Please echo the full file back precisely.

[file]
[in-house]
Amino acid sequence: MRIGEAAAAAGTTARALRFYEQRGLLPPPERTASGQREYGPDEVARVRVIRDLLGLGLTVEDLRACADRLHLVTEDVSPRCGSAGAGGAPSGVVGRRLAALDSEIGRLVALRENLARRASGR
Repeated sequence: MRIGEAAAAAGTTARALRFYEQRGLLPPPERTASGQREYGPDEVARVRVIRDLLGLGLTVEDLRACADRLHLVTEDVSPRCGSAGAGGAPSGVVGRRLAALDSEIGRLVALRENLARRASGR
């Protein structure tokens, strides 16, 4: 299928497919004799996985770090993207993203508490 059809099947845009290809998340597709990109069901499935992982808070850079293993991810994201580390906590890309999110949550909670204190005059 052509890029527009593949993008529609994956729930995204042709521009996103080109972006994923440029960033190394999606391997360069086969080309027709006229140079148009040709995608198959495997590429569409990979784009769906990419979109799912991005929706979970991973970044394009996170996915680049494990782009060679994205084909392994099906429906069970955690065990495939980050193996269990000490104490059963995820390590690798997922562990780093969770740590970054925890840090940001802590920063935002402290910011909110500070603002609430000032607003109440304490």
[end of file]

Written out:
[in-house]
Amino acid sequence: MRIGEAAAAAGTTARALRFYEQRGLLPPPERTASGQREYGPDEVARVRVIRDLLGLGLTVEDLRACADRLHLVTEDVSPRCGSAGAGGAPSGVVGRRLAALDSEIGRLVALRENLARRASGR
Repeated sequence: MRIGEAAAAAGTTARALRFYEQRGLLPPPERTASGQREYGPDEVARVRVIRDLLGLGLTVEDLRACADRLHLVTEDVSPRCGSAGAGGAPSGVVGRRLAALDSEIGRLVALRENLARRASGR
């Protein structure tokens, strides 16, 4: 299928497919004799996985770090993207993203508490 059809099947845009290809998340597709990109069901499935992982808070850079293993991810994201580390906590890309999110949550909670204190005059 052509890029527009593949993008529609994956729930995204042709521009996103080109972006994923440029960033190394999606391997360069086969080309027709006229140079148009040709995608198959495997590429569409990979784009769906990419979109799912991005929706979970991973970044394009996170996915680049494990782009060679994205084909392994099906429906069970955690065990495939980050193996269990000490104490059963995820390590690798997922562990780093969770740590970054925890840090940001802590920063935002402290910011909110500070603002609430000032607003109440304490």